Date Published: 8th September 2015

Emotion Sensitive Technology

A step too far?

Doctors are saying that this new technology could greatly help us understand our emotions, encouraging people to help themselves. It is known that we struggle to read our feelings, and often we don’t know how to act accordingly. Could the solution be technology?

With a small wearable device, it could track and monitor how our mood changes throughout the day – eg. anxious when walking to work, content when eating and happy after exercise. This could help us do more of what makes us happy, and less of what makes us sad and upset. Therefore, increasing our mood overall.

The device is still in development and testing but is said that it picks up signals from the skin, pulse, face and voice. It detects your body’s reactions, and recognises electric signals in the skin. Some devices will measure your heart rate and blood pressure, sensing a change in your mood. There are lots of different technologies involved, with several companies rushing to be the first to release their version of the emotion sensitive technology.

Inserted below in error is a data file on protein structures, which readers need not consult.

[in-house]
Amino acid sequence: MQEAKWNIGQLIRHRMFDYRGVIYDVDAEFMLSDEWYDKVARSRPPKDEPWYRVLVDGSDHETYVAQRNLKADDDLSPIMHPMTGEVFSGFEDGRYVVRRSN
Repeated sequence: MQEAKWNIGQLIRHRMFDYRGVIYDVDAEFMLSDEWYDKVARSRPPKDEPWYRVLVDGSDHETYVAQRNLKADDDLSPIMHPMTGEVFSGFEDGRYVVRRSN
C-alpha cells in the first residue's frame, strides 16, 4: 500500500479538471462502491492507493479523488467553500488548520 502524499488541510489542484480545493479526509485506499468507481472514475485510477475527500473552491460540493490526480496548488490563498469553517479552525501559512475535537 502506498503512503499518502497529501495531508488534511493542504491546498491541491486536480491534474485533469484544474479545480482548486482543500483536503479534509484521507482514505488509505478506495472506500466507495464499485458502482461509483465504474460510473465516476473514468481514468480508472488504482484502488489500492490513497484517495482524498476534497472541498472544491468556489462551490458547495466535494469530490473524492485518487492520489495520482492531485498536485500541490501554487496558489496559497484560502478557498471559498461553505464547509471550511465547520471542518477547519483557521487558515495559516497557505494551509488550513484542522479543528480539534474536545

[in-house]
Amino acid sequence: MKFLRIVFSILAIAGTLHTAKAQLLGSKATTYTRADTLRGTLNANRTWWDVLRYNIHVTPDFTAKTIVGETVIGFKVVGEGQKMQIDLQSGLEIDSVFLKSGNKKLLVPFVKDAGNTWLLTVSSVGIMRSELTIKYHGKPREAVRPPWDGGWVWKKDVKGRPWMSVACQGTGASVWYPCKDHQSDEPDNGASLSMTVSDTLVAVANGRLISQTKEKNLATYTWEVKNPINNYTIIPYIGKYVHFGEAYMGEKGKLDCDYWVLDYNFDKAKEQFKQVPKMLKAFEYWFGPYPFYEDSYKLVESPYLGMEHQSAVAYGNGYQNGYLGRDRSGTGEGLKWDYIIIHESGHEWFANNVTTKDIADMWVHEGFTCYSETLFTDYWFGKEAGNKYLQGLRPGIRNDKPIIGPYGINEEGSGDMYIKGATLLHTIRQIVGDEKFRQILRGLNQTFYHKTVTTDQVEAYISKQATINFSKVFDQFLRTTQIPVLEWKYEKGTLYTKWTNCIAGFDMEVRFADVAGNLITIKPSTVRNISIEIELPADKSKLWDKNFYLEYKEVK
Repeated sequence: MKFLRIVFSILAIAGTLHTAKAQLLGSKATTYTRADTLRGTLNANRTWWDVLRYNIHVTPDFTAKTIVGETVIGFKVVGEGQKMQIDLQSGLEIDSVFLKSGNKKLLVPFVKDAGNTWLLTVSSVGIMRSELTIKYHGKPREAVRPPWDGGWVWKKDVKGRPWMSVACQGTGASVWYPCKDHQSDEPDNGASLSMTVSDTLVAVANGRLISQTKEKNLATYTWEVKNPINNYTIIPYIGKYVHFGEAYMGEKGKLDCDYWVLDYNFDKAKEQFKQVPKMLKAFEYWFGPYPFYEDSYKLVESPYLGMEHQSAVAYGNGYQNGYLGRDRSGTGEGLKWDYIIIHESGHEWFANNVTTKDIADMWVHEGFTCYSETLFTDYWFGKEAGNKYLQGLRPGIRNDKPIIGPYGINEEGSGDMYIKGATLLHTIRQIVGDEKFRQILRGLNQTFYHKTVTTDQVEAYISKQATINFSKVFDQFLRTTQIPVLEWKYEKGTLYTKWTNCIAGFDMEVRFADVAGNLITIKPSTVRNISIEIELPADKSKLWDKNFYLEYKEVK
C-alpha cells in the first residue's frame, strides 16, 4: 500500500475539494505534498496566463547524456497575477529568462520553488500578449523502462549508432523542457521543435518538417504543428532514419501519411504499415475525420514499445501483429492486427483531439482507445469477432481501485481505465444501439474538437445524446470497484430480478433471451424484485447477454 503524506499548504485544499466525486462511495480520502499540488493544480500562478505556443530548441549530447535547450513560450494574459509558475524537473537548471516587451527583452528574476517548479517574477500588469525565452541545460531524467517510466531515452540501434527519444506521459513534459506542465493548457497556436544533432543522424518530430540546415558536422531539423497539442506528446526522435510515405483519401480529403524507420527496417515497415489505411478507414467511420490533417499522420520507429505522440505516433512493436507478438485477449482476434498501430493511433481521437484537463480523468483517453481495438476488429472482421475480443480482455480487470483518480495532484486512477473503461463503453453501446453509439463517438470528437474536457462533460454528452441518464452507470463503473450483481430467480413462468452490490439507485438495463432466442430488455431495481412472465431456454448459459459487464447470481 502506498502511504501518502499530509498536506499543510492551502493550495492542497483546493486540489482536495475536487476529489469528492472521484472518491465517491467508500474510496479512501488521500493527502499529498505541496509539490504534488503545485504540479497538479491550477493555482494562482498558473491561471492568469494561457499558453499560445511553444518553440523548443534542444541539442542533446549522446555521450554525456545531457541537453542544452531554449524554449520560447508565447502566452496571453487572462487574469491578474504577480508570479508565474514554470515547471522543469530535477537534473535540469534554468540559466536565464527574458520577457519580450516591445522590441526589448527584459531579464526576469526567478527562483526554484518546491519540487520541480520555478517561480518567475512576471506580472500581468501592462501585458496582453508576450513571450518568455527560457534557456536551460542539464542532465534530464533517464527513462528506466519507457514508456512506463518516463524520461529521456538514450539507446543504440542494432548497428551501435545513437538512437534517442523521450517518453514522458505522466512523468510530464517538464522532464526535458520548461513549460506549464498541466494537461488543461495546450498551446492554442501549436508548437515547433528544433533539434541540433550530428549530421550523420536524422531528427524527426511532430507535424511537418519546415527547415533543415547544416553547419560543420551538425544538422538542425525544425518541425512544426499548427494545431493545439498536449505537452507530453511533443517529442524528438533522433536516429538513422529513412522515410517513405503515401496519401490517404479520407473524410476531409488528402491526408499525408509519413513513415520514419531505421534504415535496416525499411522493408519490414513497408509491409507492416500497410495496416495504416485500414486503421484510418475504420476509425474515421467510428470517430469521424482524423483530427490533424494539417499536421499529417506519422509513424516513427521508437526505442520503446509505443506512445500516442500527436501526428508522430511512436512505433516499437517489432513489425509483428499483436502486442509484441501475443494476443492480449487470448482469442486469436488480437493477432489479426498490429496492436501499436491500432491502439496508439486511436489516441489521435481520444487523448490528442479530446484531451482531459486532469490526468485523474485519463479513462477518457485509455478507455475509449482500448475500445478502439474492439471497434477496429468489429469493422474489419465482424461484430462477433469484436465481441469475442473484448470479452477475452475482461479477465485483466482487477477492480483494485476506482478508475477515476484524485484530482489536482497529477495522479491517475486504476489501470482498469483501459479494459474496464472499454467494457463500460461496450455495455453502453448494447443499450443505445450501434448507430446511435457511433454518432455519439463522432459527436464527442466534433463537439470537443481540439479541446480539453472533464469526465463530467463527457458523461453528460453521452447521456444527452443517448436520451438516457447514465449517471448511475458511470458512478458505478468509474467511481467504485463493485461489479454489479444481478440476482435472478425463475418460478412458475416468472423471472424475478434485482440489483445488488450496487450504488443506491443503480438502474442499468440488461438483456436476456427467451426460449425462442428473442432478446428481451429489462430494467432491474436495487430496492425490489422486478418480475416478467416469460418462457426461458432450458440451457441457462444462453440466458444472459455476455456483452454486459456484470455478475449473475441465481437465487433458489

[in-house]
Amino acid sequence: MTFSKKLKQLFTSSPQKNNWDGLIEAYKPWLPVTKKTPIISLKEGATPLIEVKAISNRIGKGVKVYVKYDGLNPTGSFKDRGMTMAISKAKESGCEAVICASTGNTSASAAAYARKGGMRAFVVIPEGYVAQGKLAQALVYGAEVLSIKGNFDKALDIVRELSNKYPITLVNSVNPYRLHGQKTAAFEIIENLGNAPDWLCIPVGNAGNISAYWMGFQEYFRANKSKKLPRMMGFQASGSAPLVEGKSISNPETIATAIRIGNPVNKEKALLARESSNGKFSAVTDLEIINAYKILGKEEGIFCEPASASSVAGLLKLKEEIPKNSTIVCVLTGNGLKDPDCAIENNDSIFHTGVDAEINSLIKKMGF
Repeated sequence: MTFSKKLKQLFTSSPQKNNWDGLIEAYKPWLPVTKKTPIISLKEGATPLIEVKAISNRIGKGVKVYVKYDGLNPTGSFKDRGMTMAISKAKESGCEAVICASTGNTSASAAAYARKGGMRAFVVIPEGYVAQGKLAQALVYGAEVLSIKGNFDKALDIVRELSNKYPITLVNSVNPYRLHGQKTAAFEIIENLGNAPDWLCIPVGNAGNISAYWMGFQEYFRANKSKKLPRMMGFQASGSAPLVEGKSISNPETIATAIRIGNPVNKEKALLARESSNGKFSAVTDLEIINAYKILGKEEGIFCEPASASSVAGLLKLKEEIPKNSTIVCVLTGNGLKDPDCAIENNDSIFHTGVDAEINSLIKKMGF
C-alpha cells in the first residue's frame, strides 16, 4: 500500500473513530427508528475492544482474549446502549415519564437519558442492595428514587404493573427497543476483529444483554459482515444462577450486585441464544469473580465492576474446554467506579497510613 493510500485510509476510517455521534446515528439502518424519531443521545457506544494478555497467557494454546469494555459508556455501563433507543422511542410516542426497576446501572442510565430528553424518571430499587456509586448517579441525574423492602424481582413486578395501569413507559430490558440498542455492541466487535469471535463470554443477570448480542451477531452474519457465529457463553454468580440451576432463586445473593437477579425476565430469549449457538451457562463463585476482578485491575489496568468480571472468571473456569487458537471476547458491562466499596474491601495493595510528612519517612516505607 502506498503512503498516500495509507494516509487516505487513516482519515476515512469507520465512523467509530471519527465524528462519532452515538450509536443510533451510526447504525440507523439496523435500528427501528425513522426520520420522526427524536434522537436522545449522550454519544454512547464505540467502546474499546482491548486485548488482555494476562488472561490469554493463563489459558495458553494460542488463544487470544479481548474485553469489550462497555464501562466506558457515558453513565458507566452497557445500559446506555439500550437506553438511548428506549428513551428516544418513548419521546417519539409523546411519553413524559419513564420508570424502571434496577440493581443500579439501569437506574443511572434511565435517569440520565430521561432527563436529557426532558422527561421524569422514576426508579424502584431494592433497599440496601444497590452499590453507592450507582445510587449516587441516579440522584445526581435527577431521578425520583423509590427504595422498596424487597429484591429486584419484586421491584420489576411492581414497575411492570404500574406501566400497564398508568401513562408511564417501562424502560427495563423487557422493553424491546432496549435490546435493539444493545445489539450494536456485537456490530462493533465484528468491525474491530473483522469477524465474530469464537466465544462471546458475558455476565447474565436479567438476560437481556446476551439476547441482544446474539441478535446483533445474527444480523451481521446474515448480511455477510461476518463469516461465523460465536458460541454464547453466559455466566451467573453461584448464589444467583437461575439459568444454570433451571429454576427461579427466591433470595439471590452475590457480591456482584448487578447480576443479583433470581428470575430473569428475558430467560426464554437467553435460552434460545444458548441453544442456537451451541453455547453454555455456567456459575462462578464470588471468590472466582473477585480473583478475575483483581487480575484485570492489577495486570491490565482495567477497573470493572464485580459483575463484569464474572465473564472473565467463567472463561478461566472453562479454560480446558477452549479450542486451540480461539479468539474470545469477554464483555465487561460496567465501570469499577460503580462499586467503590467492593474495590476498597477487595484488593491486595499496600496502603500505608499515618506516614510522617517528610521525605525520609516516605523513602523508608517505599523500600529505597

It is said that these sensors will be placed in steering wheels and door handles of cars, in order to detect emotions like anger, in the hope of preventing accidents caused by road rage. However, the current ‘solutions’ include calming music and a voice telling you to take a deep breath, which is said to start playing when the sensors have detected a change in your mood. This is likely to aggravate drivers more, as a common reaction to someone telling you to ‘calm down’ often has the opposite effect.

There are cameras in R and D that will be mounted onto the windshield to detect and analyse facial expressions, is this a breach of privacy?

‘The 21st Century mood ring.’

The uses do not stop there, it could be used in a hospital situation; to track changes in patient’s heart rate and blood pressure, possibly helping to prevent strokes and heart attacks.

What do you think?

Could you benefit from emotion sensitive technology?

 

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